Photo Oxford 2020
What are the key concepts behind the Swanage work?
I wanted to register a Swanage I found in September 2020, a pyschogeographical trawl, referencing historical links to Helen Muspratt, Paul Nash and Eileen Agar, as well as my own childhood memories of holidays at Cliff Cottage, Muspratt's home.
Some of Nash's found objects, often collected in Dorset, were assembled on car bonnets, photographed and rearranged, recurring later in different contexts and maybe eventually deposited in the large packing case of stuff he took with him when he left Swanage.
Collecting my own 'found' images felt comparable to beach-combing, restricted not by tidal time but by the span of one afternoon. I was interested in allowing the strangeness of revisiting Swanage to reveal itself. Snapshots which might start a conversation, shadows of crouched figures framed by beach shelters, walkways clogged with sand, huge cruise ships with nowhere to go reduced to smudges on the horizon.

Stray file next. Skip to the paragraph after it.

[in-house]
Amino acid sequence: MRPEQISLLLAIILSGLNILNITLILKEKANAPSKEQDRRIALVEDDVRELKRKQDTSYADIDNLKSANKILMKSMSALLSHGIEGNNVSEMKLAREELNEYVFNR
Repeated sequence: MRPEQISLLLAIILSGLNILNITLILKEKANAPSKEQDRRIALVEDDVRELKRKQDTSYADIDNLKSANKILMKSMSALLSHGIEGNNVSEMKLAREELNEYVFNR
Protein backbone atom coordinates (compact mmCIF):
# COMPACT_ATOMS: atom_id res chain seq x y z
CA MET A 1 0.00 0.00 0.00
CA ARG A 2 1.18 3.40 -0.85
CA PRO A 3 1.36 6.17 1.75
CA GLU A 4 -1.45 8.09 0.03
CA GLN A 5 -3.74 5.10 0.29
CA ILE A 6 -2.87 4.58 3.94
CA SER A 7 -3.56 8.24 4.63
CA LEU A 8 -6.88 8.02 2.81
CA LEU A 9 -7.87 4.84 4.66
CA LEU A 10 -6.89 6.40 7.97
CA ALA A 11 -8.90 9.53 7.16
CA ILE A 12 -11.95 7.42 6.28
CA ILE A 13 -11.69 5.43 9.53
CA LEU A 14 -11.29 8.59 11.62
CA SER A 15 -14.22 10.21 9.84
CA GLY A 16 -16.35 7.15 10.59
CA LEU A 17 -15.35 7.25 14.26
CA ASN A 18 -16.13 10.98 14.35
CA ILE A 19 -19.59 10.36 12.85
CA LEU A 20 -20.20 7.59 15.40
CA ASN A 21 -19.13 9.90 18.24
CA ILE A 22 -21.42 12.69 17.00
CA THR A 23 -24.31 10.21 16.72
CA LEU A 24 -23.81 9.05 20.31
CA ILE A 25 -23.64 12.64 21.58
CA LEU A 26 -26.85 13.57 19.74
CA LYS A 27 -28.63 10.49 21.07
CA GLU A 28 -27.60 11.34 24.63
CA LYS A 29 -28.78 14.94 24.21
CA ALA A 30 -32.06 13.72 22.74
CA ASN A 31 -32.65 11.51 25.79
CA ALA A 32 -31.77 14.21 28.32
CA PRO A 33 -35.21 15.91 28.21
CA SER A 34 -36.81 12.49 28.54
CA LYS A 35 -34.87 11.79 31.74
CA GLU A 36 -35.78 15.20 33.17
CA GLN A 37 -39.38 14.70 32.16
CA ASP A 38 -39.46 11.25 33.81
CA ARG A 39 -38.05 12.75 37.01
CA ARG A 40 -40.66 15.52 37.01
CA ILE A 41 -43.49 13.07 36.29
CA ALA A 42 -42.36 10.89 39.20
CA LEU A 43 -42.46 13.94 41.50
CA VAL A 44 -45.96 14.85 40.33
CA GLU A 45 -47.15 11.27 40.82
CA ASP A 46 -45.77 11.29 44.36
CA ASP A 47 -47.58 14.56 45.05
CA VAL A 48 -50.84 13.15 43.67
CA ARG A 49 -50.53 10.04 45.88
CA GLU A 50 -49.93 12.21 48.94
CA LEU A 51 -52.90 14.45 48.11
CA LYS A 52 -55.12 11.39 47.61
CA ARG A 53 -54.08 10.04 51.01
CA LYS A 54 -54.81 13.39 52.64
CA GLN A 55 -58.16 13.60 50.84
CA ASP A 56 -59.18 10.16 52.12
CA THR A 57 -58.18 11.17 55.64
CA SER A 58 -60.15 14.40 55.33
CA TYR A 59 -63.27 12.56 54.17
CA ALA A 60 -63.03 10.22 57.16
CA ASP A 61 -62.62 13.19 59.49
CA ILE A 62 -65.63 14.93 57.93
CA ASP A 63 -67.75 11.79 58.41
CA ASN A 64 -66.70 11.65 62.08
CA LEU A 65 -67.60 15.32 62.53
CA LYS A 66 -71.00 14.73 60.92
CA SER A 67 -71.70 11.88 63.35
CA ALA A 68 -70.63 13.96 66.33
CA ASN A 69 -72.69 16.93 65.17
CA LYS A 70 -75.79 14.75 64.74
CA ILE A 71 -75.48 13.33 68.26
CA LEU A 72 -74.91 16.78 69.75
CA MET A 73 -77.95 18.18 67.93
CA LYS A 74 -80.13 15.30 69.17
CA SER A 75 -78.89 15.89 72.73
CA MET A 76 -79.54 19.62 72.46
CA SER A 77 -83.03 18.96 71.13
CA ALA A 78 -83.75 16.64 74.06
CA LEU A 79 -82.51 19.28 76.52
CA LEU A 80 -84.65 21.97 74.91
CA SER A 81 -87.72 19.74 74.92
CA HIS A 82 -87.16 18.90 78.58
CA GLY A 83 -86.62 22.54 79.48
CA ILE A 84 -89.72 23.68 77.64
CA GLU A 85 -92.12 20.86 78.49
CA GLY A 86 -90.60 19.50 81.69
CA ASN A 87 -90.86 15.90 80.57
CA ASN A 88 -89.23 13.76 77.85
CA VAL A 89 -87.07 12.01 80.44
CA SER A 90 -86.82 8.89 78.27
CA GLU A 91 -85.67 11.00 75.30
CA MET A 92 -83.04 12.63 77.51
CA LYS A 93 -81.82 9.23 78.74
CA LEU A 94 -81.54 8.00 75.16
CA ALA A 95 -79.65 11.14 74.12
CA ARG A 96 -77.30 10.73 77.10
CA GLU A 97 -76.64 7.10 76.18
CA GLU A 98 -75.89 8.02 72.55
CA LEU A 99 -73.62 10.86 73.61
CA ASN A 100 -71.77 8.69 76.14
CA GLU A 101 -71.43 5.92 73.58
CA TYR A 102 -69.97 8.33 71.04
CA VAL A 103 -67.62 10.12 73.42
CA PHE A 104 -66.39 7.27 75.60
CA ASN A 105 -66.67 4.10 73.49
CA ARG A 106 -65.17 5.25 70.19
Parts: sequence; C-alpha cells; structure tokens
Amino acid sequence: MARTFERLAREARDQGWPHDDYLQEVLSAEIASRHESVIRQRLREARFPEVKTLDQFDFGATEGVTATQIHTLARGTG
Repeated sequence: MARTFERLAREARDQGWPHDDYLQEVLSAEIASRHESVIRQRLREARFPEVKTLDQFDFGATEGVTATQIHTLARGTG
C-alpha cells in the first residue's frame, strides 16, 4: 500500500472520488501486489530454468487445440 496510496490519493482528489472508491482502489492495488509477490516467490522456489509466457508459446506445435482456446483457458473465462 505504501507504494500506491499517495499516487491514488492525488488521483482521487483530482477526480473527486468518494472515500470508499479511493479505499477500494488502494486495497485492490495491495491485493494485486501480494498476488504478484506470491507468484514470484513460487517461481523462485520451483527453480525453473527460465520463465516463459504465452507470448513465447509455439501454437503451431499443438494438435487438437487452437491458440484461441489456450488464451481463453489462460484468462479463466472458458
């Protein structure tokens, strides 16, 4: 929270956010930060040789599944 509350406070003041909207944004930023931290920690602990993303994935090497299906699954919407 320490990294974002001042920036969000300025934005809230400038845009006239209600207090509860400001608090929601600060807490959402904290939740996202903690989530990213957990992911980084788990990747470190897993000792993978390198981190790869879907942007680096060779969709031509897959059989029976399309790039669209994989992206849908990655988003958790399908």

What made you use Postcards as the conduit for your work?
From their point of departure, in this case a remote Dorset postbox, the postcards make their own hidden journey and can arrive bent, scratched, damp: always far removed from a pristine print. They invite handling, rearranging, and with the addition of text begin to operate in the realm of an unbound book. I have made sets of five with this in mind.
How important is 'a sense of place' in the work?
As the construct works both in the imagination and the physical world, Swanage definitely has a strong sense of place for me, a Victorian seaside town with surrealist connections threaded with my own dreamlike memories.
I am interested in exploring how the meaning of work which has powerful connections to a place seems to shift depending on the physical space in which it is encountered. My postcard format has the inherent possibility of disruption to the current necessity to engage with a huge variety of content via digital-only means, often in a domestic setting.